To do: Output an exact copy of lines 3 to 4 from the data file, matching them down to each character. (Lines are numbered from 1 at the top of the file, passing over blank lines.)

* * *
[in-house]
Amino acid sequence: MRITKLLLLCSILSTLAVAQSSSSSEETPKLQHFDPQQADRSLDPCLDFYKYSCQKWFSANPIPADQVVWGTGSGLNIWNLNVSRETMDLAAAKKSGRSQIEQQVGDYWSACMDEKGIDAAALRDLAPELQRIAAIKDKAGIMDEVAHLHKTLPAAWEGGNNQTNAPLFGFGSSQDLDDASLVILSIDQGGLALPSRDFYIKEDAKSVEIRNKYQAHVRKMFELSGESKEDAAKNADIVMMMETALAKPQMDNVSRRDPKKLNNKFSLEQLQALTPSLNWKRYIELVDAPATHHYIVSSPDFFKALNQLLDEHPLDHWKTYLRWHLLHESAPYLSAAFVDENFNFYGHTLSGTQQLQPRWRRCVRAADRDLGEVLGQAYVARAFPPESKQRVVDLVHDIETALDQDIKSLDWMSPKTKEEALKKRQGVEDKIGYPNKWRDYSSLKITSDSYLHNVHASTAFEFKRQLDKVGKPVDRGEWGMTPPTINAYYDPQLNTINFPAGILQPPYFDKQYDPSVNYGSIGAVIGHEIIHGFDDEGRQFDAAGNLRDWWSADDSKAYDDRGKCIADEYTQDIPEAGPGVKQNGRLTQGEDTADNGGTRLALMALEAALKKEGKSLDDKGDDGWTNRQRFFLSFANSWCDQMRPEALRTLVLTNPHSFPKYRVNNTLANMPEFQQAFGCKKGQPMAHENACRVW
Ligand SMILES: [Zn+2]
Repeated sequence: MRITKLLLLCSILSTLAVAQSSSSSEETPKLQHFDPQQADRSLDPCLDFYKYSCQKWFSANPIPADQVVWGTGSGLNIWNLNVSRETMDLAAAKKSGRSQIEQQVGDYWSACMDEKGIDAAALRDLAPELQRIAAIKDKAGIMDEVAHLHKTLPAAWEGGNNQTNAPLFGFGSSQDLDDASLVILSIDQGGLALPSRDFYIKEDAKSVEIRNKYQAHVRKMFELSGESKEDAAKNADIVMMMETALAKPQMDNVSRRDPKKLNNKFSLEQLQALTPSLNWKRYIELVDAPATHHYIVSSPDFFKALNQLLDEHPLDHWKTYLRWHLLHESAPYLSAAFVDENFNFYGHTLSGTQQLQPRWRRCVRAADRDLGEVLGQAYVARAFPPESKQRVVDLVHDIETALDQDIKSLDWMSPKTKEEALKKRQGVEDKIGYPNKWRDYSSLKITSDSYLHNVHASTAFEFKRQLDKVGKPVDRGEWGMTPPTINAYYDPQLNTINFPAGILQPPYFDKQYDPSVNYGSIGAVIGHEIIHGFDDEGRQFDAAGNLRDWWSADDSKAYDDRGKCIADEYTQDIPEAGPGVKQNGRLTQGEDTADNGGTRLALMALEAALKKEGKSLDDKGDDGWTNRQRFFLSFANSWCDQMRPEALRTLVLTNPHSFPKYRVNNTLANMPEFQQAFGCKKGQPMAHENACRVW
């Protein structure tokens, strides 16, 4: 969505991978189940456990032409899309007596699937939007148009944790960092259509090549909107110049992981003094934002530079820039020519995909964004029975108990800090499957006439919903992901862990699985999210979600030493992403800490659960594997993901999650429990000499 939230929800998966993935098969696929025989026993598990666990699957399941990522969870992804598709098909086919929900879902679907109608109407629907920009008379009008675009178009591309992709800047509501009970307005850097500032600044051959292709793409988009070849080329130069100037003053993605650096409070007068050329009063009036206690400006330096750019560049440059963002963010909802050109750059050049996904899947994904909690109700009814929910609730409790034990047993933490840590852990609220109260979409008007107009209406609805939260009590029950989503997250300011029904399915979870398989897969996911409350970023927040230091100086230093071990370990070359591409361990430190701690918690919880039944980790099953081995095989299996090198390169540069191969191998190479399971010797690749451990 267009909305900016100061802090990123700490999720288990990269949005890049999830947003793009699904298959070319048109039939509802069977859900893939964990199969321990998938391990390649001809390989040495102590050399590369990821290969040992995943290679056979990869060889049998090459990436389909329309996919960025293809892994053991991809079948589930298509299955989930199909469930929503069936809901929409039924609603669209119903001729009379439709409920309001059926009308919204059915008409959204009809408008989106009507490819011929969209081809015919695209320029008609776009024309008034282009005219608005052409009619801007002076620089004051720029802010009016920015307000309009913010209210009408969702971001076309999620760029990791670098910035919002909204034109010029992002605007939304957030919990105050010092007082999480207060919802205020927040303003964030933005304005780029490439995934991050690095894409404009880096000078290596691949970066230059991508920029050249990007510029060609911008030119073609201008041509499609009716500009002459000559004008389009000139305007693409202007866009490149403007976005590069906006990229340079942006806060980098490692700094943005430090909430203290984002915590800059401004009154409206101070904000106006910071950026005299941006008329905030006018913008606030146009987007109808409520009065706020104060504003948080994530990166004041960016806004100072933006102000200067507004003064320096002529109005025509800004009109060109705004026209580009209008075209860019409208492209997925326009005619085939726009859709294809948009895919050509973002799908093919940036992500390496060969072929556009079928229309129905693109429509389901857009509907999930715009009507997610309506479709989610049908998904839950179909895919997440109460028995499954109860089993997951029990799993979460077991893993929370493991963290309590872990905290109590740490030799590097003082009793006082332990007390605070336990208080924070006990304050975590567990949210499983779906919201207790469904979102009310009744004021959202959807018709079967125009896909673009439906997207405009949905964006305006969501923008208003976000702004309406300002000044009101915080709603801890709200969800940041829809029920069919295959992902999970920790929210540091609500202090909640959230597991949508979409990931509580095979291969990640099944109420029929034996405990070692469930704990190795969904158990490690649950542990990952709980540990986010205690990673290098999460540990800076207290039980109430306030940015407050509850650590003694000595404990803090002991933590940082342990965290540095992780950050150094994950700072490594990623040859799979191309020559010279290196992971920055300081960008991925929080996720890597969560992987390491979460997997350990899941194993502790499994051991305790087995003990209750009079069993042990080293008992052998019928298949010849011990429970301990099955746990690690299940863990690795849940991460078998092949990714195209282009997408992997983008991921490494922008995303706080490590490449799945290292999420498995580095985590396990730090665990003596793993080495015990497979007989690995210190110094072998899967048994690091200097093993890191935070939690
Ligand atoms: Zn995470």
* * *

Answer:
Ligand SMILES: [Zn+2]
Repeated sequence: MRITKLLLLCSILSTLAVAQSSSSSEETPKLQHFDPQQADRSLDPCLDFYKYSCQKWFSANPIPADQVVWGTGSGLNIWNLNVSRETMDLAAAKKSGRSQIEQQVGDYWSACMDEKGIDAAALRDLAPELQRIAAIKDKAGIMDEVAHLHKTLPAAWEGGNNQTNAPLFGFGSSQDLDDASLVILSIDQGGLALPSRDFYIKEDAKSVEIRNKYQAHVRKMFELSGESKEDAAKNADIVMMMETALAKPQMDNVSRRDPKKLNNKFSLEQLQALTPSLNWKRYIELVDAPATHHYIVSSPDFFKALNQLLDEHPLDHWKTYLRWHLLHESAPYLSAAFVDENFNFYGHTLSGTQQLQPRWRRCVRAADRDLGEVLGQAYVARAFPPESKQRVVDLVHDIETALDQDIKSLDWMSPKTKEEALKKRQGVEDKIGYPNKWRDYSSLKITSDSYLHNVHASTAFEFKRQLDKVGKPVDRGEWGMTPPTINAYYDPQLNTINFPAGILQPPYFDKQYDPSVNYGSIGAVIGHEIIHGFDDEGRQFDAAGNLRDWWSADDSKAYDDRGKCIADEYTQDIPEAGPGVKQNGRLTQGEDTADNGGTRLALMALEAALKKEGKSLDDKGDDGWTNRQRFFLSFANSWCDQMRPEALRTLVLTNPHSFPKYRVNNTLANMPEFQQAFGCKKGQPMAHENACRVW